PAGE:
· 1 min read · News

Cyber crime needs urgent attention, warns risk body


Companies have been urged to do more to defend themselves against cyber crime, after research revealed many fail to implement broader protections.

A global survey of 232 companies found although 82% of organisations had an information security programme, less than half had also investigated security practices of their supply chains.

The study by the Institute of Risk Management (IRM) also found more than 90% of organisations allowed employees to use mobile devices for business use, but less than 40% required formal security configuration of these devices.

The results also revealed almost 40% of organisations reported using some sort of cloud-based facility, but 33% of these had not accompanied this with a security policy.

Commenting on the findings, Sage UK and Ireland chief technical officer Stuart Lynn said HR directors needed to work closely with information teams to implement appropriate security procedures.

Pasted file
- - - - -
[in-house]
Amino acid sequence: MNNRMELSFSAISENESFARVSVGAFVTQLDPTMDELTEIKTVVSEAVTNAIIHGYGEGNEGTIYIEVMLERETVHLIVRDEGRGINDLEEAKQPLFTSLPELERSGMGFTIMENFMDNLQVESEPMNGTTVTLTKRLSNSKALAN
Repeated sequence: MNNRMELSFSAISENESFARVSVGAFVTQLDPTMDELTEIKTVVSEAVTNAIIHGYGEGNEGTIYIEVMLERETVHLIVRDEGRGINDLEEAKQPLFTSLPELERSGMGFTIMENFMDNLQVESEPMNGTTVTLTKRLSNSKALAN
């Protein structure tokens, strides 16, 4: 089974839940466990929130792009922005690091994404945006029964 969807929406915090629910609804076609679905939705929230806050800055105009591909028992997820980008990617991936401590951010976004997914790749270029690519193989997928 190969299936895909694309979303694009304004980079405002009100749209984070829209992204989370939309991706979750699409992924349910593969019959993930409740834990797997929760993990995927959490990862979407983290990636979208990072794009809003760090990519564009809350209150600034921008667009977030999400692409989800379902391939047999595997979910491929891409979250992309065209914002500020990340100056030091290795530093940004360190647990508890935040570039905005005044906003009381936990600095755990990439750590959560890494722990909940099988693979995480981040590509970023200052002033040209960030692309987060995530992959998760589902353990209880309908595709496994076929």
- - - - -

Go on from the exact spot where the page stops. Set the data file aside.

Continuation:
“While these figures don’t paint the rosiest picture, cloud and mobile working is an essential fixture in modern business, and threats simply must be managed relative to the level of risk the business can afford to take,” Lynn said.

“HR directors need to ensure they are closely aligned with the chief information officer to communicate and ensure the adoption of security policies across the IT system.

“The workforce must understand security polices so they can safely use data on the move. Corporate reputation, customer data and the financial bottom line are all at risk, so it’s essential to get it right.”

In response to the findings, IRM has published Government-backed guidance that outlines best practices in managing cyber risk.

Universities and science minister David Willetts said the guidance would “help UK businesses tackle the cyber threat and make the most of opportunities for growth".

IRM chairman Richard Anderson called upon businesses to be realistic about the potential threats.

“Thinking that it will never happen to you is delusional – we all need to understand the nature of the threat, identify our organisational ‘crown jewels’ and ensure that we have the appropriate measures in place to protect them,” he said.

The research also found 20% of respondents had not received information security training.

In total, 10% reported that at least one breach of their online systems in the last three years, with consequences ranging from regulatory fines to compensation costs, share price falls and reputational damage.